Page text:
Labour and the EU



From member David Tiplady


We are now nearly 10 months away from formally exiting the EU and entering a transition period of still to be defined length. This transition period reflects the reality that the terms of our future relationship with the EU have not been defined so an adaption period is essential.

We all know that no substantive detail on the nature of our future relationship have been published. A major factor in that is that the government is unwilling to deliver specifics because of its own internal splits. I guess the treasury and the other derided “experts” all governments rely on to forecast the impacts of decisions are regularly warning them about the impacts of leaving. This is inevitably at odds with the Brexiteers who roundly criticised such sources and clearly this friction is one Theresa May is trying to keep under control.

My view is that the government will remain in fudge mode until and during the transition so as to avoid their splits bringing on another election.

In the meantime then the obvious economic impacts so far are a significant drop in economic growth since the referendum and a substantial increase in inflation. The loss of tax take due to the lower growth currently stands at about £10 billion less in much-needed revenues and the impact of inflation has left most workers and pensioners worse off over the last 20 months. There remains no fact based evidence that this will improve as Brexit proceeds under this government. The pound and business confidence demonstrably rises the softer the Brexit being floated which is an excellent indicator as to business and financial markets’ view of the economic case for Brexit.

The social impacts are also disturbing with the legitimising of hostility towards immigrants which was clear throughout the referendum campaign. At the branch meetings I have attended recently there were anecdotal reports of European workers living in this country feeling unwelcome and feeling their contributions to our society being denigrated. I believe the current view expressed by the party’s leader that free movement of people within the EU should stop is against the spirit of the Labour Party. When has it been acceptable for us to hold these migrants responsible for their workplace exploitation or the failure of both central and local government to address any increased local demands they create on public services whilst happily banking their tax and service contributions? We should always challenge the view that the victim is the guilty party in our society and Labour has traditionally taken the lead on this.The recent debate on anti semitism in the party has hinged on this point.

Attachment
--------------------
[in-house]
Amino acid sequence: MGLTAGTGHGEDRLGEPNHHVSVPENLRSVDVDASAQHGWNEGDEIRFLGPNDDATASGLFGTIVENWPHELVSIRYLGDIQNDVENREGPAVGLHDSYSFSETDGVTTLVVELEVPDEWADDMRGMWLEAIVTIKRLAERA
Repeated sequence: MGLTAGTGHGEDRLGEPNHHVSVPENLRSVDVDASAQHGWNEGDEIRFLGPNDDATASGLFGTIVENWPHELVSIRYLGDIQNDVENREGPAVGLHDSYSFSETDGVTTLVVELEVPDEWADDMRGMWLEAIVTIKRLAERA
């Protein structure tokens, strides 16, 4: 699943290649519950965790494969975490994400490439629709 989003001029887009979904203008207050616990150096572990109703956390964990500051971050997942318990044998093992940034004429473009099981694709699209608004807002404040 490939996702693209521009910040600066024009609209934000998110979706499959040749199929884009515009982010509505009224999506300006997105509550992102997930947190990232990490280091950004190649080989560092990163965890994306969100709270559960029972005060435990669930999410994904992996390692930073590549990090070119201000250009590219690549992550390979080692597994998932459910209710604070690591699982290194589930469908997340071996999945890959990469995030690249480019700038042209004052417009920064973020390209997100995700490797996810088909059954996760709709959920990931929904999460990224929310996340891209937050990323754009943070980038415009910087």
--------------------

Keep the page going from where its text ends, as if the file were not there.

There are also increasing international reasons to retain close links with the EU with the unambiguous criminal behaviours of the Russian state in Salisbury, in Syria and in the Ukraine leading the case. The isolationist tendency in the current US administration also underlines this need to retain our European alliances. Whilst the UN remains crucial then it is clearly hobbled by the Russian veto on any challenge to its foreign crimes.

Locally then continued links with Europe remain vital, from the migrant workers who staff our tourism industry and care providers through the grants to local agriculture and the contribution of visiting students to our local universities (particularly Sheffield). We also have a world class engineering company in Rolls Royce and a large car maker in Toyota within the county both of whom are best served by tariff free access within the EU.

It appeared to me at the Branch meetings that the majority of members attending had opposed Brexit and still believe it has been a mistake. The various opinion polls also indicate that the membership remain pro Remain and the post referendum analysis indicated that Labour voters supported Remain by a significant margin.

The Labour Party needs therefore to move beyond simply marking the government’s homework with Keir Starmer’s principles but move to fighting for the retention of full membership of the single market as a minimum going forward. On what other policy issue do we mark the governments performance without offering a vision of what we believe in? In these blog pages then we have seen not simply criticism of government policies but positive suggestions for government priorities on those policy areas. This must be the aim of an opposition, to offer clear alternatives not equal levels of fudge or simple mud slinging.

If we do this then we are putting clear water between us and the government fudging and are also publicly accepting the importance workers from other European countries deliver to our society. There will be the inevitable challenge in addressing the concerns of those of our voters who are worried by immigration and also the valid criticism of ignoring their views. However the Labour Party has a history of leading peoples’ thinking on society’s concerns so we have an excellent set of precedents to follow which includes the abolition of the death penalty and the sexual offences legislation both in the 1960s when public opinion was not in favour as I remember as a young Labour Party supporter. I know there are valid concerns on how far society has moved forward on such issues but public opinion has changed for the better due the position the Party took all those years ago.

Criticism welcome as always.



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